Last week I shared a few tips on how to make your cover look less self-published which proved rather popular. This week I’m going to focus on using typography as the basis of your design.

There are a few reasons that you might not want to use a stock photograph for your cover. Number one reason is that someone else could have used it before. There’s one photo that I have seen on three different books with no alterations to make them look different! We readers notice such things and may be put off, rightly or wrongly, if we think you’re copying someone else. You might also feel that you are completely hopeless when it comes to photo editing software and just can’t make it look professional. Some genres work better than others with all text covers but it’s something that can create an effective design without much effort.

First off, where do you find fonts? Of course you can buy them if you have a budget but there is also a host of wonderful, generous designers that offer their fonts for free. Do be careful to make sure you can use them for commercial use, although many are and they tend to be very clear about the terms. If the license is confusing you, you need only be concerned with the “embedded distribution” section. Once it’s on your cover it’s embedded and you aren’t likely to be trying to distribute the font file, are you? Make sure you don’t delete the license file either (usually a text or PDF file in the zip) as you may need to refer to this in future. Of course, if you do use a free font for your cover design, it’s nice to give the designer credit (and perhaps offer them a copy of your book as thanks?).

*This site has a pay-want-you-want system, meaning you can get fonts for free or you can pay whatever you feel like via PayPal. If you do download some for free to play with, it’s thoughtful to go back and donate something if you do want to use it in your final design. Sometimes a few dollars is all it takes.

Installing fonts is easy. Just double click on the file (True Type or Open Type font) and you should get an installer appear. Click install and then it will be available to use in all your software.

Pick a stylish font and a subtle toned background and you can have an elegant cover in minutes. With each font you can obviously make it bold and/or italic but you can also create a two-tone effect using stroke width and colour. In your colour palette you’ll find you have a foreground and background colour. When you have your text highlighted, try changing the colours, reversing them and changing the stroke width to see what effects you can get. You should also be able to change the stroke pattern but try not to get too carried away, often simpler is better.

If you don’t want a solid background, you can create geometric shapes by selecting and flood filling areas. I have hidden the author name on the X in this case, perhaps not so effective for someone solely selling through Amazon but that can sometimes give the illusion of a traditionally published book.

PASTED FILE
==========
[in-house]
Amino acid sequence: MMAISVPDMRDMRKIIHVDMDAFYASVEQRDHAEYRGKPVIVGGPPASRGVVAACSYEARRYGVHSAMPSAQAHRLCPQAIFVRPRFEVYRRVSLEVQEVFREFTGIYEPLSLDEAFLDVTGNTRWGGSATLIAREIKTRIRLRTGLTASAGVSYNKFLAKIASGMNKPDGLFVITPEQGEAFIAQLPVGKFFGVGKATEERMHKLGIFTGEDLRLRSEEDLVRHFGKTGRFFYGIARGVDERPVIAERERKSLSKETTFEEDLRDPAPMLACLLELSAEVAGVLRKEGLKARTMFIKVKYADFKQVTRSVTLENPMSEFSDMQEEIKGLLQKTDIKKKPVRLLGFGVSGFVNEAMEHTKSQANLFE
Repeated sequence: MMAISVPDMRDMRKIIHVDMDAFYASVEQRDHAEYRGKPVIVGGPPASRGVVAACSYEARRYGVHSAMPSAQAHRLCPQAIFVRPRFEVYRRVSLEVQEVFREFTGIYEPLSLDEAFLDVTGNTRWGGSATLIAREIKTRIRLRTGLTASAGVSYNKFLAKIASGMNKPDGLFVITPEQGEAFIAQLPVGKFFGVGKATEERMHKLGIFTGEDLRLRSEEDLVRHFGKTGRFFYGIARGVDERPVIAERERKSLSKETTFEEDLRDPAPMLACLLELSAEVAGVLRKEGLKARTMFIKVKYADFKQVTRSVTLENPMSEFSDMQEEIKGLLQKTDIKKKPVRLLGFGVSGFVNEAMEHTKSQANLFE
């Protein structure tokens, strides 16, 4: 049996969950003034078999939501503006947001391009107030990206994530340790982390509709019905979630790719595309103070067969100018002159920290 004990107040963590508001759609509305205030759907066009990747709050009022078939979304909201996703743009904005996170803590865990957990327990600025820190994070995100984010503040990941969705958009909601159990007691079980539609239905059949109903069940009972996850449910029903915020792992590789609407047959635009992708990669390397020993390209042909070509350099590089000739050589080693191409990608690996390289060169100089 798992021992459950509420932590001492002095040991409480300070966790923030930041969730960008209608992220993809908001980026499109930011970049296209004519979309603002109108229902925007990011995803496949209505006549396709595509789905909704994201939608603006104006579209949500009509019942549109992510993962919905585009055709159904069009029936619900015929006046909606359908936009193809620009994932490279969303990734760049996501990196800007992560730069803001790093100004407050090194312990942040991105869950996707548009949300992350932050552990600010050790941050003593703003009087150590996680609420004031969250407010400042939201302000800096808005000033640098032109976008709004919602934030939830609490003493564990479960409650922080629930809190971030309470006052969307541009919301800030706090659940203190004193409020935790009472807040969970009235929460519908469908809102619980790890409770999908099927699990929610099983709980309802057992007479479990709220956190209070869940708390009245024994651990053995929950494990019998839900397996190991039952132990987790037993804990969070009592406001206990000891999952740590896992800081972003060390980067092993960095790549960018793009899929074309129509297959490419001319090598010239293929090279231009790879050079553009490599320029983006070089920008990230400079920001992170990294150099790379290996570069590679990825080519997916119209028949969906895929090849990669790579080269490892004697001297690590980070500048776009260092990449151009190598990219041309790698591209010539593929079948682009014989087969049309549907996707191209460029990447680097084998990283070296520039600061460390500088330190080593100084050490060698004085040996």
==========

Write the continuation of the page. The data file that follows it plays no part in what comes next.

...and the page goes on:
Of course you don’t have to use the same font or size for the whole title. Using a circle (just change your selection tool to a circle option) as the basis, I built up a stylised “fox” around it with three different fonts. The author’s name is using the same font as the F in this case but play around until you get something you like.

And also look through your font set for interesting looking symbols. The next cover has just been built up around an exclamation mark. Remember that you don’t need to stick to the normal left to right sentence construction that you’d use within the book. The words can do what they please when it comes to design!

The following cover design has been put together solely using a decorative leaf font. If you’re feeling creative, you might want to try and create pictures with fonts, there’s a whole world of people doing this with great effect. This is a really simply case of putting a few letters inside each other. If you want a white cover and are selling online, you might want to consider putting a fine border around it so the edges don’t get lost.

You may have noticed that the author name isn’t the main attraction on these examples. Unless you think your name is going to help sell your book, the title is going to be more important. If your name alone is already moving books off the virtual shelves, you probably don’t need my help with your covers! If you are writing a series, do keep in mind what future covers will look like and how you can tie them in. It’s probably worth saving all your font/colour settings for future use.

Featured fonts: Metropolis, Blackout, Mosaic Leaf, Junction, Lot, Gota Light and HVD Comic Serif Pro.

Next week: using layers to add textures (a.k.a. how to make your cover look fashionably grungey).

N.B. Blogger’s image resizing isn’t the best in the world and the examples may look a little poor quality here. I’d like to say they look much more professional in my editing software!